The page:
Fen blow damage in fenland and west Norfolk
- Credit: Martyn Cox
Fen blow has caused considerable loss and damage to crops across part of fenland and west Norfolk.
As a result a number of growers have been forced to re-drill sugar beet even when a nurse crop of barley had been sown to prevent wind erosion and damage, said agronomist Martyn Cox.
'In some of the worst blows for quite a few years, onions and beet have been lost,' he said.
Then the damage was compounded for some growers by two successive nights of severe frost last week, which hit vulnerable crops including wheat, sugar beet and even winter-sown beans, he added.
In the aftermath of the wind blow, it has been more cases of what might be termed 'February fill ditch' said Mr Cox, who runs Blackthorn Arable from his home at Earith.
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It had been frustrating when growers had taken every sensible measure to prevent soil erosion and wind damage, for example at West Row fen on Mildenhall fen, between Lakenheath and Isleham.
One field shows what was left after beet land had been subjected to fen blow.
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At West Row, the barley crop had been drilled in good time but emergence was severely delayed by the prolonged cold weather. Then the beet was drilled, which would be protected by the taller crop from damage either by wind erosion or from sand blow shredding the vulnerable leaves.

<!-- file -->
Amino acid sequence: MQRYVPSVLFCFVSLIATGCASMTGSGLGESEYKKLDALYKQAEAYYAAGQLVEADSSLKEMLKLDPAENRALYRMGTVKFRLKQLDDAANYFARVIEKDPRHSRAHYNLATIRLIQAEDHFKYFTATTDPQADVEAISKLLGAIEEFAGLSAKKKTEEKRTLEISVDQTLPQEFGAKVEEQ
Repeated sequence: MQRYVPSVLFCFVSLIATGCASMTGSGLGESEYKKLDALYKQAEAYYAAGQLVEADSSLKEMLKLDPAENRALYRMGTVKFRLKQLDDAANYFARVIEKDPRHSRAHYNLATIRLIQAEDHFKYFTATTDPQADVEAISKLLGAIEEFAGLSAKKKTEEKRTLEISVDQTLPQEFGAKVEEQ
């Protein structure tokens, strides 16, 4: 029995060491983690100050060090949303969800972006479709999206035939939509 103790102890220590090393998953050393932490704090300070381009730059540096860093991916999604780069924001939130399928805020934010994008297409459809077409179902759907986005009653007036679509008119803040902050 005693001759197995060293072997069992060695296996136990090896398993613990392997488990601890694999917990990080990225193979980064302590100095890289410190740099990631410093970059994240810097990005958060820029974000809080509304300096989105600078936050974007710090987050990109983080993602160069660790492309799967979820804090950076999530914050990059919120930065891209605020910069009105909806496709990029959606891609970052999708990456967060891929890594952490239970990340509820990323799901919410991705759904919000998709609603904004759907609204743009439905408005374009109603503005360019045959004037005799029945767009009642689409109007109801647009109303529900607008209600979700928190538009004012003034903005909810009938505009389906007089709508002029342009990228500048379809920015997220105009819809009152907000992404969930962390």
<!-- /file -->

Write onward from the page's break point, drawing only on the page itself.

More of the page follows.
Mr Cox, who has accumulated an extensive photographic archive of crops and diseases on his website, said that the soil was so dry and fine, it had caused damage to crops.
Another farmer, who had planted winter beans, was left with the exposed roots where the soil had blown.
For some potato growers on light, sandy soils, the succession of fen blows had added to the difficulties of planting. One of Mr Cox's farmer clients on the border with Suffolk had ridged the field, then the wind blew the ridges flat and when the operation was repeated, it happened again.
Although the damage was extensive in some fields, it was patchy in others.
'Four feet away it will be fine and then you get this bizarre pattern; it can go in lines, just like cloud patterns,' said Mr Cox, who has more than 30 years' practical experience advising farmers and growers..
While the frost aggravated damage, the warmer temperatures at night, will have helped crop growth.
Mr Cox suggested that the scorching effect, particularly on some wheats, may have happened because of some slight manganese deficiency.
'I think the main reason this year is the onset of very rapid growth after a long cold spell,' he added.
And if the weather continues reasonably warm and there is some rainfall, then prospects even for late-drilled sugar beet may be better.
As he recalled last year, the crop sat in the field through most of May before starting to grow more rapidly through June.
'If we can get some moisture and don't have these blows, the crops can just keep growing quite nicely,' he added.
Although there has been some re-drilling, largely caused by wind blow, crop advisers at British Sugar have not reported widespread problems.
'When it is very wet and then it starts to dry out over several weeks, there's always a risk on the lightest of soils that there will be some damage,' said a spokesman.